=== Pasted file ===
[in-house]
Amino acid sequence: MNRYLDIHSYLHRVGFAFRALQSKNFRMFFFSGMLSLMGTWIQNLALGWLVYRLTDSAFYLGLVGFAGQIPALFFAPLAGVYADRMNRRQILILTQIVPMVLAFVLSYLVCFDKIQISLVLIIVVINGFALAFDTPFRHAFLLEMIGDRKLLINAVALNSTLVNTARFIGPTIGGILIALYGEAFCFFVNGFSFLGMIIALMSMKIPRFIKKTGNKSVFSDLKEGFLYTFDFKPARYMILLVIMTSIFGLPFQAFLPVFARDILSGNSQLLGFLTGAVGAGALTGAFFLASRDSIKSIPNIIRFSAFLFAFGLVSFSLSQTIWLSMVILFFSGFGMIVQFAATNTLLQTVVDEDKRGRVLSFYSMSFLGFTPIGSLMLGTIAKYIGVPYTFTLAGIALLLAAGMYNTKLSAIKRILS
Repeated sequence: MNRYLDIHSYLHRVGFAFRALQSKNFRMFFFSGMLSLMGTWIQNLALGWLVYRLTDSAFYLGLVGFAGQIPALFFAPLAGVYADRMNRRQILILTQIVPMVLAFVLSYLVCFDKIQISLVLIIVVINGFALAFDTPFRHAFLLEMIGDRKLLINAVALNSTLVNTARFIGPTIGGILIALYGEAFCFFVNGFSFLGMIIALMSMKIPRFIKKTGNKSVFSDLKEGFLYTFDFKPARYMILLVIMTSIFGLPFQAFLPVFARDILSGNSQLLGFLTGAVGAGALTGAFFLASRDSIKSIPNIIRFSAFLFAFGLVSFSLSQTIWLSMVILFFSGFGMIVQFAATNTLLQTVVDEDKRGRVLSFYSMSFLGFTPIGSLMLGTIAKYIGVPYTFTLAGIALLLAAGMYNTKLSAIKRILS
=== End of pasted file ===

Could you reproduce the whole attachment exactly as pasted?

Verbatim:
[in-house]
Amino acid sequence: MNRYLDIHSYLHRVGFAFRALQSKNFRMFFFSGMLSLMGTWIQNLALGWLVYRLTDSAFYLGLVGFAGQIPALFFAPLAGVYADRMNRRQILILTQIVPMVLAFVLSYLVCFDKIQISLVLIIVVINGFALAFDTPFRHAFLLEMIGDRKLLINAVALNSTLVNTARFIGPTIGGILIALYGEAFCFFVNGFSFLGMIIALMSMKIPRFIKKTGNKSVFSDLKEGFLYTFDFKPARYMILLVIMTSIFGLPFQAFLPVFARDILSGNSQLLGFLTGAVGAGALTGAFFLASRDSIKSIPNIIRFSAFLFAFGLVSFSLSQTIWLSMVILFFSGFGMIVQFAATNTLLQTVVDEDKRGRVLSFYSMSFLGFTPIGSLMLGTIAKYIGVPYTFTLAGIALLLAAGMYNTKLSAIKRILS
Repeated sequence: MNRYLDIHSYLHRVGFAFRALQSKNFRMFFFSGMLSLMGTWIQNLALGWLVYRLTDSAFYLGLVGFAGQIPALFFAPLAGVYADRMNRRQILILTQIVPMVLAFVLSYLVCFDKIQISLVLIIVVINGFALAFDTPFRHAFLLEMIGDRKLLINAVALNSTLVNTARFIGPTIGGILIALYGEAFCFFVNGFSFLGMIIALMSMKIPRFIKKTGNKSVFSDLKEGFLYTFDFKPARYMILLVIMTSIFGLPFQAFLPVFARDILSGNSQLLGFLTGAVGAGALTGAFFLASRDSIKSIPNIIRFSAFLFAFGLVSFSLSQTIWLSMVILFFSGFGMIVQFAATNTLLQTVVDEDKRGRVLSFYSMSFLGFTPIGSLMLGTIAKYIGVPYTFTLAGIALLLAAGMYNTKLSAIKRILS